Of all the great novelists writing today, none shows the same gift as Martin Amis for writing non-fiction - his essays, literary criticism and journalism are justly acclaimed. As Rachel Cusk wrote in the The Times, reviewing a previous collection, 'Amis is as talented a journalist as he is a novelist, but these essays all manifest an unusual extra quality, one that is not unlike friendship. He makes an effort; he makes readers feel that they are the only person there.'
The essays in The Rub of Time range from superb critical pieces on Amis's heroes Nabokov, Bellow and Larkin to brilliantly funny ruminations on sport, Las Vegas, John Travolta and the pornography industry. The collection includes his essay on Princess Diana and a tribute to his great friend Christopher Hitchens, but at the centre of the book, perhaps inevitably, are essays on politics, and in particular the American election campaigns of 2012 and 2016. One of the very few consolations of Donald Trump's rise to power is that Martin Amis is there to write about him.
"The Rub of Time is Amis at his considered best, witty, erudite and unafraid... He is sweetly sentimental when it comes to the British royal family (why?), funny about tennis, always brilliant about the body, scorching in his refusal of death, its sorrows and humiliations... He is a great believer in semantic rigour; every sentence snaps with an accuracy that is fresh and fierce... This collection is full of treasures." -- Anne Enright * Guardian *
"First-class... Amis reveres Vladimir Nabokov, and wonderfully evokes the author's "miraculously fertile instability", and the "dazed hymns to the bliss of existence"... Amis's wide reading is prompted by pure pleasure and in this regard he is proudly Kingsley's son... Amis's literary criticism is richly enjoyable, his intellectual gifts are formidable and he is worthy of the praise he shovels upon Nabokov in his prime... His non-fiction is bayonet sharp... The Rub of Time is impressive. The inner world of the old devil on display is one to be treasured." -- Roger Lewis * The Times *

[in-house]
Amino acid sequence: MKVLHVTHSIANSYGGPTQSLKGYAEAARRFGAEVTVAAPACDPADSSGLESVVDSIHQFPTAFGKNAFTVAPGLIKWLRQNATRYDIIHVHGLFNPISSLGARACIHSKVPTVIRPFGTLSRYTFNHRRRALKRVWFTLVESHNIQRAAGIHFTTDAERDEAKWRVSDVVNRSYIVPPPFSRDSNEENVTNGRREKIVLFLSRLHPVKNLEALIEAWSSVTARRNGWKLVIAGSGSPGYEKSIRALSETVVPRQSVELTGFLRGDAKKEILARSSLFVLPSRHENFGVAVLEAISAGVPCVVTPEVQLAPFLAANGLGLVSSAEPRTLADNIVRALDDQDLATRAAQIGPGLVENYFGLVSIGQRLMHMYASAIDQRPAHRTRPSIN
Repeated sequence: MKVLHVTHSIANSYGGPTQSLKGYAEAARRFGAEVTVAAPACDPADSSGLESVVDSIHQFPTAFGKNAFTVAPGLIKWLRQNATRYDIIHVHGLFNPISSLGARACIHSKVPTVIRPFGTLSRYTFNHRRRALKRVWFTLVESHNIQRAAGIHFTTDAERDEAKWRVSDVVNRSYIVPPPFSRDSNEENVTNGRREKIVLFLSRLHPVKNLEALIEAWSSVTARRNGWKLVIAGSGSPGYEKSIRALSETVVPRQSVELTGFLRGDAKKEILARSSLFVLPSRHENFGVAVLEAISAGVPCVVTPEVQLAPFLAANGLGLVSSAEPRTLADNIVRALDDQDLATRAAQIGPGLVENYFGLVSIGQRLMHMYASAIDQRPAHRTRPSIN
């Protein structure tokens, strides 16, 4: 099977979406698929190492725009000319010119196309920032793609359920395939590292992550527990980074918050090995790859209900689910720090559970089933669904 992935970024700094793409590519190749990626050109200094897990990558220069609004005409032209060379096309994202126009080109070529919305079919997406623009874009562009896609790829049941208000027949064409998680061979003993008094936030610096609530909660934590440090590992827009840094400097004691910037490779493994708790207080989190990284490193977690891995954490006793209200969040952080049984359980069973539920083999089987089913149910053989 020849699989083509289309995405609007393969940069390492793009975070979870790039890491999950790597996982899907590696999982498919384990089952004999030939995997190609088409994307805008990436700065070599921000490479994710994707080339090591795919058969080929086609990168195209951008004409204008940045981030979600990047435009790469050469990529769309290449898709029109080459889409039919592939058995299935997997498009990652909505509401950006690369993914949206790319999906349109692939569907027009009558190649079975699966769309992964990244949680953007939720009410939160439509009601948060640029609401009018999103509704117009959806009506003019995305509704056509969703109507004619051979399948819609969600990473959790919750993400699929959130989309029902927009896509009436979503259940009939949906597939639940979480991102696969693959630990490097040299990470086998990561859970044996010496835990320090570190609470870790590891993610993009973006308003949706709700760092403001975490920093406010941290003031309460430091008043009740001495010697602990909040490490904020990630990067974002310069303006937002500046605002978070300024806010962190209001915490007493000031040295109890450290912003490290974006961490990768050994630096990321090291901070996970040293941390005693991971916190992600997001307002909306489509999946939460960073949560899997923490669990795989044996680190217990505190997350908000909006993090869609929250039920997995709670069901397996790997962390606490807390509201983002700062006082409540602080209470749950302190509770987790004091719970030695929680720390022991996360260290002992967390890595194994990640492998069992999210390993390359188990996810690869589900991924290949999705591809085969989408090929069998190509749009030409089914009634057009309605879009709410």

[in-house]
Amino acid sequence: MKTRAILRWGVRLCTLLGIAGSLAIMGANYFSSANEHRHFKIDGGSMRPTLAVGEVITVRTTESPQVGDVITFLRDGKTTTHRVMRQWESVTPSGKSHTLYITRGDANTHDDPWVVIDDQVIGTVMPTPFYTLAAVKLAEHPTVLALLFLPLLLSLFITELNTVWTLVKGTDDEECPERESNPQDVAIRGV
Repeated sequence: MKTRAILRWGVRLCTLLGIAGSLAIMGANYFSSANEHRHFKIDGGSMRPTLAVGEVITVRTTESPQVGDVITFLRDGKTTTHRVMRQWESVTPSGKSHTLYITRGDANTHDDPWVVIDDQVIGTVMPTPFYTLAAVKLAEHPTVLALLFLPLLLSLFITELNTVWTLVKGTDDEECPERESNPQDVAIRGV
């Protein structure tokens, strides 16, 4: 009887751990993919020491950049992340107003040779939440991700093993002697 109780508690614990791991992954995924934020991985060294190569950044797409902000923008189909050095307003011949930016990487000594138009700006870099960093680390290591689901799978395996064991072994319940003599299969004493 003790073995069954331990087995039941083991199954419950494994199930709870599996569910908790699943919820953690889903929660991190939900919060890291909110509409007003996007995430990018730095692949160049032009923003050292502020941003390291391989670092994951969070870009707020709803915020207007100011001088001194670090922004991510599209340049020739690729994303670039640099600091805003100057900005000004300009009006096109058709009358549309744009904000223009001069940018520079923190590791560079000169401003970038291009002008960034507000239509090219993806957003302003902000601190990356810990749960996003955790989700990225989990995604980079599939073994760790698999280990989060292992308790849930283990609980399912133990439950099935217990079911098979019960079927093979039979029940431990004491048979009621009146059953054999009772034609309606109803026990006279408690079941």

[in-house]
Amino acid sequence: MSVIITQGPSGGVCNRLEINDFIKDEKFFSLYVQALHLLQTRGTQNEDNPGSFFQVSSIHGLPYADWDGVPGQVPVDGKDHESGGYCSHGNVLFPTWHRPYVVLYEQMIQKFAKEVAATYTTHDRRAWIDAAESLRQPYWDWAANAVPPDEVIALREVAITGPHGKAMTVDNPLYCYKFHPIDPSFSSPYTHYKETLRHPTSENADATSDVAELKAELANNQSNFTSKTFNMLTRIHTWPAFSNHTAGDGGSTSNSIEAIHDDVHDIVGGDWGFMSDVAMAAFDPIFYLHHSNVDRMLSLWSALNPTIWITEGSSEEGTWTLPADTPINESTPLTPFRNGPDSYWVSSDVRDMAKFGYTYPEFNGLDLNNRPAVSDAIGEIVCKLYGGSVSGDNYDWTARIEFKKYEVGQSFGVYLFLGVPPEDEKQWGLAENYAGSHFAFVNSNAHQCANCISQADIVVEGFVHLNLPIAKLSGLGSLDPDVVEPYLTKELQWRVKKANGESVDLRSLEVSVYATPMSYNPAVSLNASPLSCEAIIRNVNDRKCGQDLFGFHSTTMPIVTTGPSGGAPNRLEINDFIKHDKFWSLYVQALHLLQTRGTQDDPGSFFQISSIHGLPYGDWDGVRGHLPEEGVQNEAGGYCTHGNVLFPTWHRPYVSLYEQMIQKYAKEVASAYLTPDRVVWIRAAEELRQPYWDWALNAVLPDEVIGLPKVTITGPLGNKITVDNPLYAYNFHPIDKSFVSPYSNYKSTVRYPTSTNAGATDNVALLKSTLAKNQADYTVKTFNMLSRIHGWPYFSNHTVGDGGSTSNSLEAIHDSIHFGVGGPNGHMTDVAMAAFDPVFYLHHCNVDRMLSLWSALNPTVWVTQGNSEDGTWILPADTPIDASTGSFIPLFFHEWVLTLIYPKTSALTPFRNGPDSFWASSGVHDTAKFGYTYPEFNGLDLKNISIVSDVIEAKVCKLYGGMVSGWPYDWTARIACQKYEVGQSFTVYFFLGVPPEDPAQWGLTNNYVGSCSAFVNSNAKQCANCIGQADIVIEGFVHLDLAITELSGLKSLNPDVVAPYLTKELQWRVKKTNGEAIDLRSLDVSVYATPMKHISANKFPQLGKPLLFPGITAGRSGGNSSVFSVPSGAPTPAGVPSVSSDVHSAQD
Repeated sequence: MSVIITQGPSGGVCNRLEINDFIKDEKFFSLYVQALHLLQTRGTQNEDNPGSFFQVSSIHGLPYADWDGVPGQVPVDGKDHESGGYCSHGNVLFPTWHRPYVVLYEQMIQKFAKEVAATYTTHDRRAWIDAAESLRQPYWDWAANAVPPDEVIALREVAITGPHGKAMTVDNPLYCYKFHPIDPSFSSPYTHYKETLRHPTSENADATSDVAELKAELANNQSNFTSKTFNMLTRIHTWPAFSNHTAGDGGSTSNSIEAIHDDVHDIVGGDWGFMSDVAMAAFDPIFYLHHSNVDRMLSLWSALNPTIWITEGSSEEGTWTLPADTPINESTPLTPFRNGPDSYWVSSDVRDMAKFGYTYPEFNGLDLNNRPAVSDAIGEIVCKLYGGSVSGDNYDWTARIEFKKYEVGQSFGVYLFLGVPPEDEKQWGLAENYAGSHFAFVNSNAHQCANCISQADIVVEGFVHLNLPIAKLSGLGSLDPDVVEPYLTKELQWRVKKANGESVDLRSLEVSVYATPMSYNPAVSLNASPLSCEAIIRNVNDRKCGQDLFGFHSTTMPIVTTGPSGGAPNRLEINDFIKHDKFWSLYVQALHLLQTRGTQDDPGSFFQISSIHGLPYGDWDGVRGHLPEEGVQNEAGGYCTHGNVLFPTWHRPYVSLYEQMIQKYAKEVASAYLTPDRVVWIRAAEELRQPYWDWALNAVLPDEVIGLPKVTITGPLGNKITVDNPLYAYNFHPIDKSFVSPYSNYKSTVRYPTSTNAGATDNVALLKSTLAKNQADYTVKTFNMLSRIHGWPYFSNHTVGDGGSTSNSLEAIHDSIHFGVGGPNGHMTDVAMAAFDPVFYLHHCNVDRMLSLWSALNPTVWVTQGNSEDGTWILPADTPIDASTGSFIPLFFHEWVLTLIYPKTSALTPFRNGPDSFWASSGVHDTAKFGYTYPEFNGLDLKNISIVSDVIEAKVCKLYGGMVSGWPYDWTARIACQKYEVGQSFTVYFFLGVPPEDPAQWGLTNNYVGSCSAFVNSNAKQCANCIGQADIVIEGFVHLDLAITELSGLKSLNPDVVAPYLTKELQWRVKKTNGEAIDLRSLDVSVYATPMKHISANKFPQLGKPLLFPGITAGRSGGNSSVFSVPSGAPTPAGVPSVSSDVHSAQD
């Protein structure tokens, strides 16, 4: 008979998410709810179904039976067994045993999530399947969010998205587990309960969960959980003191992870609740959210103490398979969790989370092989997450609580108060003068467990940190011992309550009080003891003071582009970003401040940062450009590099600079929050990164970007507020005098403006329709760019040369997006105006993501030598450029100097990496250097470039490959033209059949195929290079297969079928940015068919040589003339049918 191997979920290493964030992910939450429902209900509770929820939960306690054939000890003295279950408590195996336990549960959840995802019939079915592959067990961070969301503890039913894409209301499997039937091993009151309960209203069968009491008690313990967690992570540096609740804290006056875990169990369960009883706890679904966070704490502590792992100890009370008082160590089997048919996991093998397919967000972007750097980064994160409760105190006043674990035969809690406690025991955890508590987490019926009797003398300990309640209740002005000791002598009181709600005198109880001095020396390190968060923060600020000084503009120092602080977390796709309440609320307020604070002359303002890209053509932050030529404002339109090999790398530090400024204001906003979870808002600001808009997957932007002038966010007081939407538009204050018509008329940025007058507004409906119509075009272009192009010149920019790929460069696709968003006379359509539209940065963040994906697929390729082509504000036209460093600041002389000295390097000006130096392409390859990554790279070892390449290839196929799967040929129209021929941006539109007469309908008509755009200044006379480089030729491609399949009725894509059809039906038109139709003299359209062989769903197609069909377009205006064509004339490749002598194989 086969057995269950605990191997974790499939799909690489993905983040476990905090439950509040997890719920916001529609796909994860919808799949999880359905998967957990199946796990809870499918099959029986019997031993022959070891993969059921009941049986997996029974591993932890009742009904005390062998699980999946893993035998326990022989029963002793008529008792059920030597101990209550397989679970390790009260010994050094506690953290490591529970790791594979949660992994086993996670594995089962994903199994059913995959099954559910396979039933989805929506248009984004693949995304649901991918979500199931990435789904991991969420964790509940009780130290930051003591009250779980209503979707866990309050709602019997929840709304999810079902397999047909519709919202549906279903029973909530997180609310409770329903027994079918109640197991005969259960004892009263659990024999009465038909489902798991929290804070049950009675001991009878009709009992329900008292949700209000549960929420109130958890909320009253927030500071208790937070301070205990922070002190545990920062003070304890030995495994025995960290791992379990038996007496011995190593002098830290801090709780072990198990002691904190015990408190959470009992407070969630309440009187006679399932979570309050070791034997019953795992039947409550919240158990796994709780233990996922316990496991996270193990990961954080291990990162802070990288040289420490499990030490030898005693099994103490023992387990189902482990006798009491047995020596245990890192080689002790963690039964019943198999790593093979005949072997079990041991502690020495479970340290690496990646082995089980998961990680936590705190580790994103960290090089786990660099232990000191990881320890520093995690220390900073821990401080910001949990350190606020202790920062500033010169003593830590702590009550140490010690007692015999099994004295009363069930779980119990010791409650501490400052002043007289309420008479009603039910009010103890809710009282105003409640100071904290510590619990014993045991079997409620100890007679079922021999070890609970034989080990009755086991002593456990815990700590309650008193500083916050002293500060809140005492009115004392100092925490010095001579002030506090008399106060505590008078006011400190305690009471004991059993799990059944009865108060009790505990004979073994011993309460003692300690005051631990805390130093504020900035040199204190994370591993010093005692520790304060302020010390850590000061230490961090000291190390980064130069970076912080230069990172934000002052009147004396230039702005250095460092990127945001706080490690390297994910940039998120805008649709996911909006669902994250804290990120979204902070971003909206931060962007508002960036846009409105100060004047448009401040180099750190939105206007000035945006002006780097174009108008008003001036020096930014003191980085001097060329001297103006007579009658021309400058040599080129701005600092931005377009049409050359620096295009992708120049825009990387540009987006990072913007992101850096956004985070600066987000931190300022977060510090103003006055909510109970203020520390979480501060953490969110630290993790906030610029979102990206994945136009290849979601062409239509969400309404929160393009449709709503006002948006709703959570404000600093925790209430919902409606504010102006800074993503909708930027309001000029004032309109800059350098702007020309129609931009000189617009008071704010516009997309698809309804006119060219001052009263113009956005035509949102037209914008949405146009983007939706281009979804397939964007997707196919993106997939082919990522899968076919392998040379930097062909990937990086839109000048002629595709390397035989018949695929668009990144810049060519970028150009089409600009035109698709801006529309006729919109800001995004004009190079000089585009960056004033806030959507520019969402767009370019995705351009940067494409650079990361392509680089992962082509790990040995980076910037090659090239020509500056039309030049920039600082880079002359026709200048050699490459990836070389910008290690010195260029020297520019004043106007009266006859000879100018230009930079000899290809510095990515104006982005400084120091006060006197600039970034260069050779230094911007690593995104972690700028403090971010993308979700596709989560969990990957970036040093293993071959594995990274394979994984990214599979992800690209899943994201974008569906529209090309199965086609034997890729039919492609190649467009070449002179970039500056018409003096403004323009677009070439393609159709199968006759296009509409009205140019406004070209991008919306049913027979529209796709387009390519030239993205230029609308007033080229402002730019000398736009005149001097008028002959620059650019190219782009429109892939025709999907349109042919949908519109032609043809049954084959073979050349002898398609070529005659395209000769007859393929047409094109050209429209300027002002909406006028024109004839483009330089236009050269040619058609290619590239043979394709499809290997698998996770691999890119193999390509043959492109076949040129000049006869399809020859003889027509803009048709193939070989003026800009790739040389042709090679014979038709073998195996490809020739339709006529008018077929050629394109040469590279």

"The reportage is some of the best stuff here. For someone who often doesn't much seem to care for journalists, Amis is a very good journalist indeed. If anyone has written a better, more penetrating, more open-minded interview with John Travolta, for example, I'd like to see it... When he puts his nose to a text, close up, there are few readers like him... And his is superbly good at capturing the nub of what's so interesting in DeLillo, deftly sectioning the phases of JG Ballard's career, tracing the weirdly wonky process of Philip Roth finding his voice or summing up a mood in a glancing phrase." -- Sam Leith * Observer *
"Erudite, eclectic and entertaining, Amis's essays offer serious assessments of Vladimir Nabokov and Saul Bellow alongside a tour of the porn industry, an exemplary prolife of John Travolta and a hilarious analysis of the hazards of being christened "Tim"." -- Claire Lowdon * Sunday Times, Book of the Year *
"He is our sure-footed mountain guide, leading us gleefully from one delight to the next in these quotation-rich encomiums. "Panegyric is rightly regarded as the dullest of all literary forms," he writes in Nabakov's Natural Selection, a scintillating panegyric that absolutely achieves its stated aim... The literary essays will leave you educated, enlightened, entertained... I defy anyone not called Tim to get to the end of the Henman-inspired essay, The Tims, without a helpless guffaw... Martin Amis is a great writer and a great reader." -- Claire Lowdon * Sunday Times *